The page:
In reviewing a decision of the Industrial Commission, we are limited to two questions: 1) whether there is any competent evidence before the Commission to support its findings of fact; and 2) whether the findings of fact justify the Commission's conclusions of law. Guy v. Burlington Industries, 74 N.C. App. 685, 689, 329 S.E.2d 685, 687 (1985).

    Here, the Industrial Commission found in finding of fact number ten that

        [p]laintiff's failure to provide written notice to the employer of his injury within the thirty days is reasonably excused and did not prejudice defendant in any manner. Defendant had actual knowledge of plaintiff's injury through his reporting it to his supervisor, Mr. Davis.

Assuming defendant did not know about plaintiff's work injury, defendant presented no evidence that it was prejudiced in any way by plaintiff waiting ten months to file his workers' compensation claim. Moreover, the Industrial Commission specifically found that the defendant employer knew about plaintiff's injury. Plaintiff testified that he told his supervisor Mr. Davis about his injury at work. Accordingly, there was competent evidence to support the Commission's findings of fact and this assignment of error is overruled.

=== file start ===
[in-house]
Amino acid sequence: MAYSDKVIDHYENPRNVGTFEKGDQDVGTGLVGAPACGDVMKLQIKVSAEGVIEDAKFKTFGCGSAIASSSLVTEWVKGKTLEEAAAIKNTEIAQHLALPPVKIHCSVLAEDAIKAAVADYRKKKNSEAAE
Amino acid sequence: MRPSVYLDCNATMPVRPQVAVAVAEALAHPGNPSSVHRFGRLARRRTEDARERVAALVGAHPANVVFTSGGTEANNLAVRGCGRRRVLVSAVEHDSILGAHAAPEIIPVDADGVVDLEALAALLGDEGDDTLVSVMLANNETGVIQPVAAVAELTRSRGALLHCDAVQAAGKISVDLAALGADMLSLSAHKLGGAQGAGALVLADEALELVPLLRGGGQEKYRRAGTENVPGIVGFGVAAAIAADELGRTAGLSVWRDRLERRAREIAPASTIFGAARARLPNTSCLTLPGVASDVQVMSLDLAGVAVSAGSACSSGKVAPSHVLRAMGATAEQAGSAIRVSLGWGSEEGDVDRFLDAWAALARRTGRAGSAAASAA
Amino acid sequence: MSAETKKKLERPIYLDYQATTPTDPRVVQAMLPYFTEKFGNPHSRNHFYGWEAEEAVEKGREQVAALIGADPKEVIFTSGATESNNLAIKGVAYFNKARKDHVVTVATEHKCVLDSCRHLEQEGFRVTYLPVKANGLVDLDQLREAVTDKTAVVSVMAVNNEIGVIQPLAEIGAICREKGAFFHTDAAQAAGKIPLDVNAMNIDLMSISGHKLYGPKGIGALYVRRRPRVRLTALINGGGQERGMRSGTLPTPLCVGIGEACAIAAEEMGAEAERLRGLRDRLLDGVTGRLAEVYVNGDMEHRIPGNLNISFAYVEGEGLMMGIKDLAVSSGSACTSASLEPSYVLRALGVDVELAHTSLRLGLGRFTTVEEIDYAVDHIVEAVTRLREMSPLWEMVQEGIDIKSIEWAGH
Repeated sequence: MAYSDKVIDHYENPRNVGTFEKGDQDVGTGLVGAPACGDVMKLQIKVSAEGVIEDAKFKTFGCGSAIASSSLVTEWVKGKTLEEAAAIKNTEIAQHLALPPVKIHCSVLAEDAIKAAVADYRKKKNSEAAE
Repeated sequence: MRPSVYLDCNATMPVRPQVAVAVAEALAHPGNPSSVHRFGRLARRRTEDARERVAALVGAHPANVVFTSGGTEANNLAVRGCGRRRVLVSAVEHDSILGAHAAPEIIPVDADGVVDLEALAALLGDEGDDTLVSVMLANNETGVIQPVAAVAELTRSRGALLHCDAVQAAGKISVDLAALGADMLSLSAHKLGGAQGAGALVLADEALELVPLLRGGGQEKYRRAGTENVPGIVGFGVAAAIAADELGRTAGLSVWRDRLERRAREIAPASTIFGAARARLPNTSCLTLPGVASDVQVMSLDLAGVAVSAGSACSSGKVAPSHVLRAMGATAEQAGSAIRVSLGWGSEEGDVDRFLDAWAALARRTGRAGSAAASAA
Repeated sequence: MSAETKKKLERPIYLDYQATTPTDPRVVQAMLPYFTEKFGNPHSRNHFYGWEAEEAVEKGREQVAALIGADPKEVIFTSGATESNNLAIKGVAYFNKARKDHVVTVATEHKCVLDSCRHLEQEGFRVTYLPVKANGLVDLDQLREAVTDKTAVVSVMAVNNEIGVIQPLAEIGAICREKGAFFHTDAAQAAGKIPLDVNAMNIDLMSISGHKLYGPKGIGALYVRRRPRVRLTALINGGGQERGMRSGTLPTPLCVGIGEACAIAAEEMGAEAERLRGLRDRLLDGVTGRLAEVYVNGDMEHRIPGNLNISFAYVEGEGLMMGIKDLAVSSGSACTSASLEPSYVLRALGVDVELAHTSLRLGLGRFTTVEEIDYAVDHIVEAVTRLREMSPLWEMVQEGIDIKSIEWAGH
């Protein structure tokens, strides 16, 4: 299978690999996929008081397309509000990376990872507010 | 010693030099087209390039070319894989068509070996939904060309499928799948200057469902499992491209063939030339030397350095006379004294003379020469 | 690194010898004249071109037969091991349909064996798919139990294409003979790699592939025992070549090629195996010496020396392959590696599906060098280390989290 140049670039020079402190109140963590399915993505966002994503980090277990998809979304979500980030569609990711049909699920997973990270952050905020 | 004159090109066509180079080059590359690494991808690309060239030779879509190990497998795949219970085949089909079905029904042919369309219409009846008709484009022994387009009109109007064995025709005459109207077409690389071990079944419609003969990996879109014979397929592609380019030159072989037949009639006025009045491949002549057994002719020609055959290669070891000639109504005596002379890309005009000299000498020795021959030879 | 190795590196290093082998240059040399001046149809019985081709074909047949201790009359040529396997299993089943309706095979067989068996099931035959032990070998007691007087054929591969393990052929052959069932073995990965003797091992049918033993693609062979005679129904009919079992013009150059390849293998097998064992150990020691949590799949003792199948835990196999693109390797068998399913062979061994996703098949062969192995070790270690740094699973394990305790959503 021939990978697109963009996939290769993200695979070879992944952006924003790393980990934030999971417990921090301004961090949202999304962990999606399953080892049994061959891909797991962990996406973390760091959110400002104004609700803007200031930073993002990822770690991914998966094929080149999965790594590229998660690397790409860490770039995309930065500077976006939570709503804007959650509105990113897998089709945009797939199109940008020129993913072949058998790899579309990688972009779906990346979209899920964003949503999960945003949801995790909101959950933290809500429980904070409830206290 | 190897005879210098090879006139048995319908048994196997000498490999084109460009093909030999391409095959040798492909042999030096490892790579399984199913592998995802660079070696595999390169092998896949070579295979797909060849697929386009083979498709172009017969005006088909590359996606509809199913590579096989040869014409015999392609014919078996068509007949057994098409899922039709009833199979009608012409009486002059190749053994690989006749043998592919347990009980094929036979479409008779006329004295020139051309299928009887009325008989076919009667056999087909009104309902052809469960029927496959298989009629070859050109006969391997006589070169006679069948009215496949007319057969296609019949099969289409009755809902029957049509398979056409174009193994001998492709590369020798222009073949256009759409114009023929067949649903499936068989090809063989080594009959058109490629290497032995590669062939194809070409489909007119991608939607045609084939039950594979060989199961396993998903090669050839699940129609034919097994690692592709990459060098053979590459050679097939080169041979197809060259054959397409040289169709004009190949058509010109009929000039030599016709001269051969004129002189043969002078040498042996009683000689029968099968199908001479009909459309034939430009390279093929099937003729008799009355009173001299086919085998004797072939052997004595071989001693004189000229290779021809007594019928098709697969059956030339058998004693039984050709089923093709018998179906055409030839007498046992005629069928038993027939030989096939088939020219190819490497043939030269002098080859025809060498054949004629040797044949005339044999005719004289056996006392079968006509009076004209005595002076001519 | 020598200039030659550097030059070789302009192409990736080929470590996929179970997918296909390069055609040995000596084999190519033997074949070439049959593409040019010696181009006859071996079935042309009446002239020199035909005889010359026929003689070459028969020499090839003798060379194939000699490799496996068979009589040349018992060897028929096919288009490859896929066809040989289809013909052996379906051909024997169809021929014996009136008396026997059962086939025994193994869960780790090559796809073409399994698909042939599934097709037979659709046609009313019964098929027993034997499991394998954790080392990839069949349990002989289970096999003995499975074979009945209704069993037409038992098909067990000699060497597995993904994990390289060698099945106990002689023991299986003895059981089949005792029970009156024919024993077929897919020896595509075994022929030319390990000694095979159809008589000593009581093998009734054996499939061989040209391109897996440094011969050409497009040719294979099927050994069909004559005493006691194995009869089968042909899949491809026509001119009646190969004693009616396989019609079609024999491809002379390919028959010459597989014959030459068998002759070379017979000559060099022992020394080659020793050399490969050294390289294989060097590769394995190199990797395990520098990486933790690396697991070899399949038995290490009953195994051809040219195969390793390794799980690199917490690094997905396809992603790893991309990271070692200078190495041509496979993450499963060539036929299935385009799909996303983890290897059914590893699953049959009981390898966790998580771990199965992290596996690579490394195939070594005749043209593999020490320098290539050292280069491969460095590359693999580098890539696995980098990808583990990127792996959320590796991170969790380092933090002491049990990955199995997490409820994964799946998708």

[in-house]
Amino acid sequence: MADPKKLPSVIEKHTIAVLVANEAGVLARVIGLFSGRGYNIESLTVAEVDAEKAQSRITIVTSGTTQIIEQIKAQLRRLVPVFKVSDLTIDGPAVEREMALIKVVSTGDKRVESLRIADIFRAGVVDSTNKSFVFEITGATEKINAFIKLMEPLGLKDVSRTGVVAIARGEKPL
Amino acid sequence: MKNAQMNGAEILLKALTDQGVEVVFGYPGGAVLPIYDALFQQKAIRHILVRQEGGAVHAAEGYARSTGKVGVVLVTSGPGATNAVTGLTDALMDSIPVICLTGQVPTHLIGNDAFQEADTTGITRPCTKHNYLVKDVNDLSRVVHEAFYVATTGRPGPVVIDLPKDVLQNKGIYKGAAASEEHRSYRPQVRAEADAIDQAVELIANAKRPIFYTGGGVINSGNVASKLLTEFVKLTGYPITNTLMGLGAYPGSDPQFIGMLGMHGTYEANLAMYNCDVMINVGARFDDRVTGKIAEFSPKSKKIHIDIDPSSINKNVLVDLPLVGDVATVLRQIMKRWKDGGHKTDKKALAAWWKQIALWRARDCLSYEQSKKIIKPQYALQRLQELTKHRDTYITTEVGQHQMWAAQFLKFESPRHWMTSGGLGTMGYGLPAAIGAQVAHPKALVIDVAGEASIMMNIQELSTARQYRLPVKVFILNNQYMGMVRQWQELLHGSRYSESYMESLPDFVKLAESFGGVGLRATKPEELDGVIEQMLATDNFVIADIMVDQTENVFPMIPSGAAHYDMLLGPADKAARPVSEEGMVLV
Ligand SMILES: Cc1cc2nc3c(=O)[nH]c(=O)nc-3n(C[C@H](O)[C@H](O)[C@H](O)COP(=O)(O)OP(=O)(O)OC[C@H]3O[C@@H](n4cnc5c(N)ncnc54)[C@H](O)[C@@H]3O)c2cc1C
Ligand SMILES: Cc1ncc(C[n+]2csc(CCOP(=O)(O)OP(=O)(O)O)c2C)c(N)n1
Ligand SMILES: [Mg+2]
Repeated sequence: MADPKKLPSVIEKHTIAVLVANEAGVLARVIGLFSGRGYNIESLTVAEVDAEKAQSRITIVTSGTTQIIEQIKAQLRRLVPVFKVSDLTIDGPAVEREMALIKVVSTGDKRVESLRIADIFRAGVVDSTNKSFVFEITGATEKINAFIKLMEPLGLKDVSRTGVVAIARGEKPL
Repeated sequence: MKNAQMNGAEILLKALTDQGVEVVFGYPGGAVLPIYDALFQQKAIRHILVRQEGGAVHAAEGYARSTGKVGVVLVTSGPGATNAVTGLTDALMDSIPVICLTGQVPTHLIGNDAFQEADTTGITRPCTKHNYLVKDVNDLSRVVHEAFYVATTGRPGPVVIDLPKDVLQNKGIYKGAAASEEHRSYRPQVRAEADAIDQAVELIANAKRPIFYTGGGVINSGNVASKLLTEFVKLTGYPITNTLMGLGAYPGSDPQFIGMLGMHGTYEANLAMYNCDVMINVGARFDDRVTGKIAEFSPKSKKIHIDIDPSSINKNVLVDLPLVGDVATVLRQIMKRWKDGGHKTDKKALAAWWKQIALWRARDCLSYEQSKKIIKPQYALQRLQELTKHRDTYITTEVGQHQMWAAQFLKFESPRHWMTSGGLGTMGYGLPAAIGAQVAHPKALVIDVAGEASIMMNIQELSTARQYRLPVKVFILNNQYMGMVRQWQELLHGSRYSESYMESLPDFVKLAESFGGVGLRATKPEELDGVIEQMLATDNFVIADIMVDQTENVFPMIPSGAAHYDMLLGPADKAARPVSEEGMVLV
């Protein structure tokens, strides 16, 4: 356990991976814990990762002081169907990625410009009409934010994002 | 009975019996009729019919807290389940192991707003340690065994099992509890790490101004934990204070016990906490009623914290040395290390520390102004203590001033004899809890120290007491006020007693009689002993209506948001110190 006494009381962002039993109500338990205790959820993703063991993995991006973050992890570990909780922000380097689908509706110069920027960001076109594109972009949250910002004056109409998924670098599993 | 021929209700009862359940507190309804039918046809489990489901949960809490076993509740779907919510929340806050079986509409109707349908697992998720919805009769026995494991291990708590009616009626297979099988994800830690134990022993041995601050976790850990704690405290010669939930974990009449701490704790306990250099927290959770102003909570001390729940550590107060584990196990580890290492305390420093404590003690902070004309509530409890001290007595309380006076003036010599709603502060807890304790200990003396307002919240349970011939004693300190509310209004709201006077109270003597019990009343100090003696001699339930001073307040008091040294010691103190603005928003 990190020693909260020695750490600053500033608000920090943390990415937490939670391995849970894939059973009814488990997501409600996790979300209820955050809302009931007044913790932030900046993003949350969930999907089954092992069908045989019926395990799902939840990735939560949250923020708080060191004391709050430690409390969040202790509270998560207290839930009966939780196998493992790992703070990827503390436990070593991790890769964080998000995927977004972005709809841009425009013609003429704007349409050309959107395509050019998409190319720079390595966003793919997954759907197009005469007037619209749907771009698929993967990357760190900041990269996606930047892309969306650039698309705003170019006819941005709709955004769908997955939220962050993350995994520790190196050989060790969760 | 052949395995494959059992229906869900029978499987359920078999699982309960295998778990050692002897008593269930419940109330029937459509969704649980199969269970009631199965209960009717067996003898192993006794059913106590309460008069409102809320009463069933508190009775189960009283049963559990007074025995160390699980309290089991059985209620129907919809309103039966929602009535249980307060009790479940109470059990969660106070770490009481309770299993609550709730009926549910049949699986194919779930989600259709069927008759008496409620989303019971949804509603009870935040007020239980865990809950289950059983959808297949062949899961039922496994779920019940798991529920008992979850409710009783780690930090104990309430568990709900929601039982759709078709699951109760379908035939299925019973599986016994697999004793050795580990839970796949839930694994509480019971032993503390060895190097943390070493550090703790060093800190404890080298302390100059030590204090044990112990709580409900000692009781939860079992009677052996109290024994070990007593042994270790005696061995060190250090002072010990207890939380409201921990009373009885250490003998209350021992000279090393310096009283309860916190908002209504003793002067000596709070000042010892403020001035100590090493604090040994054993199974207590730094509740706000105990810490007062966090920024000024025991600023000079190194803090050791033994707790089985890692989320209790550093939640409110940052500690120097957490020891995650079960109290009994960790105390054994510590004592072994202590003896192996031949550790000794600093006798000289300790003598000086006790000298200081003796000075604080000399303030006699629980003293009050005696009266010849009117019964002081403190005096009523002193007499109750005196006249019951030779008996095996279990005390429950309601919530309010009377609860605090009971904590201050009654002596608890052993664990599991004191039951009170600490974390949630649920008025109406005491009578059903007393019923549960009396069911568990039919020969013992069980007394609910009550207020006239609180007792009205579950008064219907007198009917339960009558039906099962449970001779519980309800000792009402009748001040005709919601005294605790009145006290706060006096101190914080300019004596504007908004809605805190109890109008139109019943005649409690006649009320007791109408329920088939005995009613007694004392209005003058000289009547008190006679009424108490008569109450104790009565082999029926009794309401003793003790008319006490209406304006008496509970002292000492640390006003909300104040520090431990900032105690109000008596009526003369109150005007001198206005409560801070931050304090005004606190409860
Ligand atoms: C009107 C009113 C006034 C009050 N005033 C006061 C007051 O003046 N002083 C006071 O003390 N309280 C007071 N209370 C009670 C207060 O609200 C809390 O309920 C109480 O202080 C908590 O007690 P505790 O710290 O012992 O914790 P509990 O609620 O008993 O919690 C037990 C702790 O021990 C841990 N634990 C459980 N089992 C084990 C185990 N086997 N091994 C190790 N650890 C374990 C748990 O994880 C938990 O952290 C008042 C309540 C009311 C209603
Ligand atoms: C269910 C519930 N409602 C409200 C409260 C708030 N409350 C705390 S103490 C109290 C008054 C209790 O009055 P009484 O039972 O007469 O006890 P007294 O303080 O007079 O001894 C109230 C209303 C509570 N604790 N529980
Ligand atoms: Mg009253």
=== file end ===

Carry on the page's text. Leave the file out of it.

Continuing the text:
[3]Next, we consider whether the Industrial Commission erred in finding that plaintiff's medical treatment was designed to effect a relief, give a cure, or lessen the period of disability. Defendant argues that plaintiff was not referred to some of his doctors by specialists and as a result, plaintiff's treatment should not be considered "medical treatment" under G.S. 97-2(19). Defendant further argues that plaintiff had hip pain prior to the 17 December 1991 work injury. After careful review, we disagree.

    The Industrial Commission found that the first doctor plaintiff went to see was plaintiff's family doctor, Dr. Carpenter. The Commission further found that